Draft of nine new FAQ questions
dshaw at jabberwocky.com
Wed May 23 23:40:03 CEST 2012
On May 23, 2012, at 4:45 PM, Robert J. Hansen wrote:
> I don't want to seem argumentative (especially because I haven't looked
> at the RFC lately), but I was under the impression the RFC was mostly
> silent on the subject of algorithms and key sizes -- DSA being a MUST
> algorithm, but little guidance beyond that. Am I in error?
The fact that RSA can have different key sizes is clearly stated, since you need that information to interoperate, and that's what I was referring to. I don't mean to say that one of the several reasons GnuPG supports 4096-bit keys is because the OpenPGP spec says they are better. I mean to say that one of the several reasons GnuPG supports 4096-bit keys is because the OpenPGP spec says they *exist* (there is some implementation art here - we don't support 8192-bit keys even though they obviously exist as well).
The way you stated it in the revised FAQ covers this very well.
The standard is indeed mostly silent on the topic on why you would *want* to pick a particular key size over a different key size. That is appropriate for a message format document - it's not really taking sides. Pretty much all it says is to be careful and notes that 4096 was the common limit at publication time:
* OpenPGP does not put limits on the size of public keys. However,
larger keys are not necessarily better keys. Larger keys take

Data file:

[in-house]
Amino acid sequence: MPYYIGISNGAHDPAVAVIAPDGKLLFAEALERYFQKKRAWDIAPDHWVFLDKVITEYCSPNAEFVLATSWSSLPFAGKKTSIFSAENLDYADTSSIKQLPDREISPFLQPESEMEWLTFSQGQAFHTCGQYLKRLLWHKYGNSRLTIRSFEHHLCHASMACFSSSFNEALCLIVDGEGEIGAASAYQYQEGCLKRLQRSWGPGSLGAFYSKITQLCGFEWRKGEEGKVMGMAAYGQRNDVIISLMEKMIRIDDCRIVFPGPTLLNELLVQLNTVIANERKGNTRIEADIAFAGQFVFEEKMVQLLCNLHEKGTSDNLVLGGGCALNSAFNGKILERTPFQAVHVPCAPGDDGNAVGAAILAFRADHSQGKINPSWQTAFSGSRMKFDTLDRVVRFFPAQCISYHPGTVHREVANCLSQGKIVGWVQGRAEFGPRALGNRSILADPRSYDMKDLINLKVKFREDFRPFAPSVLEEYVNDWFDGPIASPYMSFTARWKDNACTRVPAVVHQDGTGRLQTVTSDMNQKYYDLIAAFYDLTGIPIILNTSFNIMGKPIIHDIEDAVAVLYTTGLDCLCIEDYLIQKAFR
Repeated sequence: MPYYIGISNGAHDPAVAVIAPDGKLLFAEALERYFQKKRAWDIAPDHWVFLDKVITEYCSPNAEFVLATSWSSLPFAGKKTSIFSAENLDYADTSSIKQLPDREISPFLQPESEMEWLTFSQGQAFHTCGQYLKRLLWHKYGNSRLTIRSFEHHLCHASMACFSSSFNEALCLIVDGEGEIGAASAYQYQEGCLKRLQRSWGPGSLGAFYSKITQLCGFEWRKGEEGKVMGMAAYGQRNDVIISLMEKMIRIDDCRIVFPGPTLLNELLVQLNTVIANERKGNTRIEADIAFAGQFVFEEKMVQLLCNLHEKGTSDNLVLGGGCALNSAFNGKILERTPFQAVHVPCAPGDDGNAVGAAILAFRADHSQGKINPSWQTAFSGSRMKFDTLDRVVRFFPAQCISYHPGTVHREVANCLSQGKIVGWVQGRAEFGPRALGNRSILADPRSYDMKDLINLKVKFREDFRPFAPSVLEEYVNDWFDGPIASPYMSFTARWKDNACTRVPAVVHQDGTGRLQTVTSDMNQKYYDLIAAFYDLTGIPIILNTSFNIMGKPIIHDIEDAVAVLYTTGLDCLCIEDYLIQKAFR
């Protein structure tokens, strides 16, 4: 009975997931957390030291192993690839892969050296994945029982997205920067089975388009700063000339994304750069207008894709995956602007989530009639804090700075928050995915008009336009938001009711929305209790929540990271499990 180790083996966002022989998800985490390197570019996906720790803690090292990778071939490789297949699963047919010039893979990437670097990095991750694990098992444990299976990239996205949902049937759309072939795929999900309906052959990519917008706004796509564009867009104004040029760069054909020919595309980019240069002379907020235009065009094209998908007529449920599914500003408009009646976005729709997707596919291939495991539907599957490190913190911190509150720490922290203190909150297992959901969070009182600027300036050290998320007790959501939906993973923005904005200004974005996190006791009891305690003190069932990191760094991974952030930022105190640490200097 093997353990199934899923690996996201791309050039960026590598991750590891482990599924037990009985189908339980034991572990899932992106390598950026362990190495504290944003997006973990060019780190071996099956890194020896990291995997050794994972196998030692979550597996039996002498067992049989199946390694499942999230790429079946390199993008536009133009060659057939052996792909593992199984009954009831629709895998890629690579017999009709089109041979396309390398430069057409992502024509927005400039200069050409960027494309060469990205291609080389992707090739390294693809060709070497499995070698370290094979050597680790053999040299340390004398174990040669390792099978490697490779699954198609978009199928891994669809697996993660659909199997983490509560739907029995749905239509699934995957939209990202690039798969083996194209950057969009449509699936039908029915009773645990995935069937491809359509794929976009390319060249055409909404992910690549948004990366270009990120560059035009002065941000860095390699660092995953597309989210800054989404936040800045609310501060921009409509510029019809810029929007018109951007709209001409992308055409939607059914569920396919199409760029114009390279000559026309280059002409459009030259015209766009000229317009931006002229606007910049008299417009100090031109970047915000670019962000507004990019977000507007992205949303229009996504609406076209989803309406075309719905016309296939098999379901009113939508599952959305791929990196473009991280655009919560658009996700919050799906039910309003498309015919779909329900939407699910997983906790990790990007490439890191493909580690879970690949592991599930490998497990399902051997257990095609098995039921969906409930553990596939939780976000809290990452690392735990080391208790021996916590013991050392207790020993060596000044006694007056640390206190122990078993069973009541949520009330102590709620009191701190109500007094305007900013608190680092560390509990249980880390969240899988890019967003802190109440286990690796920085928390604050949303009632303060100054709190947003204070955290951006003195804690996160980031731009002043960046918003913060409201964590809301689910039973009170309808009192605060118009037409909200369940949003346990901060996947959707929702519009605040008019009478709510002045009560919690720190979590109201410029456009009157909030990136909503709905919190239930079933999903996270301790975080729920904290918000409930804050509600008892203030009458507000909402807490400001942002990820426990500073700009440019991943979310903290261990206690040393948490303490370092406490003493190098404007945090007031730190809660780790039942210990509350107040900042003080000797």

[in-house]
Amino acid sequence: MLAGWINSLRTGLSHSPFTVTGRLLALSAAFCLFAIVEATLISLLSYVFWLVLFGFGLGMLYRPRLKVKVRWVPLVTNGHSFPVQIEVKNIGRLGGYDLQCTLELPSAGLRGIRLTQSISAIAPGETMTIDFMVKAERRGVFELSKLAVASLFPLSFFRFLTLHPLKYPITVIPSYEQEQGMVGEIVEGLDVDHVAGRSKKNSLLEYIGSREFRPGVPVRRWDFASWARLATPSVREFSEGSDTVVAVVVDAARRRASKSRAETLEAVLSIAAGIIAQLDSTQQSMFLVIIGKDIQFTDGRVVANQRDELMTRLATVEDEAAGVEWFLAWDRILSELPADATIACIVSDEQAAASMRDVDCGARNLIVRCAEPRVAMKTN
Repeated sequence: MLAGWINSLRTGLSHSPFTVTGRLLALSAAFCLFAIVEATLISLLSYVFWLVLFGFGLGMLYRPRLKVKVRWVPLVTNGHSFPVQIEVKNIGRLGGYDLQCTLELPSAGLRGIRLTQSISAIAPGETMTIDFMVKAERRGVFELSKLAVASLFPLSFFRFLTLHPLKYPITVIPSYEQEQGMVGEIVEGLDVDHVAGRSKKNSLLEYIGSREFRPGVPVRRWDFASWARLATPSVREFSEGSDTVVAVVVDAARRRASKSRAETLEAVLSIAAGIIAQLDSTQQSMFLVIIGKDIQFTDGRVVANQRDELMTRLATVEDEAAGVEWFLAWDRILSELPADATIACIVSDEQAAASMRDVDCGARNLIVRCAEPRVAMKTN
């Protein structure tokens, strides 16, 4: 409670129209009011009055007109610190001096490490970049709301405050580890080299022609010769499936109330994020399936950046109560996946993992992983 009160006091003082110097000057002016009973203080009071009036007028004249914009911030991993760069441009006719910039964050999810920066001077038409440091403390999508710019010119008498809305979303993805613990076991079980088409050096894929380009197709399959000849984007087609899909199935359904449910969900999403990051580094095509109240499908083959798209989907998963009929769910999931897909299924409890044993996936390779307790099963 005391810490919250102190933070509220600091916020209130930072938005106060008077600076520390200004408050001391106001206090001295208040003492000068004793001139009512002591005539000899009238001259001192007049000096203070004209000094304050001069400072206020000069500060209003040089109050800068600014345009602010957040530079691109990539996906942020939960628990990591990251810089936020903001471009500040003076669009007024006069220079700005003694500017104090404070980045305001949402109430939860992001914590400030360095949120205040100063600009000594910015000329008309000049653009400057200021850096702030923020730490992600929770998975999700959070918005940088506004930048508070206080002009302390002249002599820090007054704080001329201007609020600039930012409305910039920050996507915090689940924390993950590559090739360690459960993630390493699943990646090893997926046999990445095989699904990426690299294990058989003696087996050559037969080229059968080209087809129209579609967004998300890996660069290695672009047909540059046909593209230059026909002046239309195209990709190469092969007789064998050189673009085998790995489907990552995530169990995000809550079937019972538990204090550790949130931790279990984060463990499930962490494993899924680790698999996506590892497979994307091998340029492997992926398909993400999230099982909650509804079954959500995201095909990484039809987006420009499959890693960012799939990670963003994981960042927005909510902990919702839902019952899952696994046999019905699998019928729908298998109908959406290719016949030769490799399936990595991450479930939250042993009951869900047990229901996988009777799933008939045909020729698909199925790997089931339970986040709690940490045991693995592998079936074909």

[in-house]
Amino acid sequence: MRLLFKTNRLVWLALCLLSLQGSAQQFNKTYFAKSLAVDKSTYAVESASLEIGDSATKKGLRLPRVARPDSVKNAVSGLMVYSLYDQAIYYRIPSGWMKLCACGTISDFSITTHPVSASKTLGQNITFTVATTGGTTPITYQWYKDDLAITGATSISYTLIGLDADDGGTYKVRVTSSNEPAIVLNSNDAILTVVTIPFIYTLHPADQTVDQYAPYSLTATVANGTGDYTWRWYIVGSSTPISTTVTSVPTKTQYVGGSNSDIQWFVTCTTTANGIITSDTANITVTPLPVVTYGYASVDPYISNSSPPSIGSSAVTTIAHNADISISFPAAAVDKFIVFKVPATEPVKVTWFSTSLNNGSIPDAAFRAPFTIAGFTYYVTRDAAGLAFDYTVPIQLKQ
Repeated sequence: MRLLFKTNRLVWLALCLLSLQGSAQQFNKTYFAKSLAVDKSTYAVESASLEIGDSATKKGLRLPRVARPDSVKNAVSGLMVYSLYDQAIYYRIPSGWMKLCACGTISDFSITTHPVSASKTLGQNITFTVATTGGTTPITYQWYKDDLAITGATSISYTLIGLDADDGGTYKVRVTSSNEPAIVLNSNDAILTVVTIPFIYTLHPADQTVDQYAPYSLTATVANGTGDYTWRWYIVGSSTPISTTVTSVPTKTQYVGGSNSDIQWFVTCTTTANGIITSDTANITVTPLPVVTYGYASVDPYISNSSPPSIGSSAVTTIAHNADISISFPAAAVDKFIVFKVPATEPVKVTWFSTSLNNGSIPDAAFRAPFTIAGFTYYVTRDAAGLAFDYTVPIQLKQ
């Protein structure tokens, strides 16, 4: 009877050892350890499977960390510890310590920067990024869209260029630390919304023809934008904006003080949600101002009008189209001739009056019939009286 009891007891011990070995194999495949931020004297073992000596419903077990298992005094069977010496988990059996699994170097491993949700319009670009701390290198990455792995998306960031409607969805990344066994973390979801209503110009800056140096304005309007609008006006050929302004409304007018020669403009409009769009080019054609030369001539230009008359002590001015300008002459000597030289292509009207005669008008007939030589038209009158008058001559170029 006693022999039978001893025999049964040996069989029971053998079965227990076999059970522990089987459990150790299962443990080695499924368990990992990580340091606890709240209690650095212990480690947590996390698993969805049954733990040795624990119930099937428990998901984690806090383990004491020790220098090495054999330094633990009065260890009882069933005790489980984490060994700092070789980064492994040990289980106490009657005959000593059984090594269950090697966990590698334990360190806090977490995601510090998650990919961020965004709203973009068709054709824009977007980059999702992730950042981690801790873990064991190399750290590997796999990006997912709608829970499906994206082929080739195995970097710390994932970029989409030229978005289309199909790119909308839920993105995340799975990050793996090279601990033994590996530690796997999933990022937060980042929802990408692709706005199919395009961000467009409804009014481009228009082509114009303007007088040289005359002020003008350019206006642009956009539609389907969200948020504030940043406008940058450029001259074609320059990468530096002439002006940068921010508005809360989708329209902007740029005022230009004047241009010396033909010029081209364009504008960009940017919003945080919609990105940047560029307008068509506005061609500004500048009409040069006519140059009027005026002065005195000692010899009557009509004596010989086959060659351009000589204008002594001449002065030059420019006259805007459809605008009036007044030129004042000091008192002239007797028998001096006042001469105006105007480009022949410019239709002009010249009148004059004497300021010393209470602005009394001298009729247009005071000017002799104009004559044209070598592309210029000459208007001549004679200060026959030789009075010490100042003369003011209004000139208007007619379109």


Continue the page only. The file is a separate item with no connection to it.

more computation time to use, and this can quickly become
impractical. Different OpenPGP implementations may also use
different upper bounds for public key sizes, and so care should
be taken when choosing sizes to maintain interoperability. As of
2007 most implementations have an upper bound of 4096 bits.
>> For #10, it might be worth mentioning something about the use of
>> different hash lengths (q) for the different DSA sizes. The two sort
>> of go hand in hand. Or for that matter, perhaps a question #11 "How
>> come my signatures from my 2048-bit DSA key use a different hash than
>> those from my 1024-bit DSA key?" would be interesting.
Excellent. One note on the new text - it states that 2048-bit DSA keys use a 224-bit hash. In fact, a 2048-bit DSA key can use either 224 or 256-bit hashes. GnuPG uses 256 here (but will of course accept a 224 generated elsewhere), so we're either using 160 or 256 unless someone forces 224 by picking an odd DSA key size like 1536.
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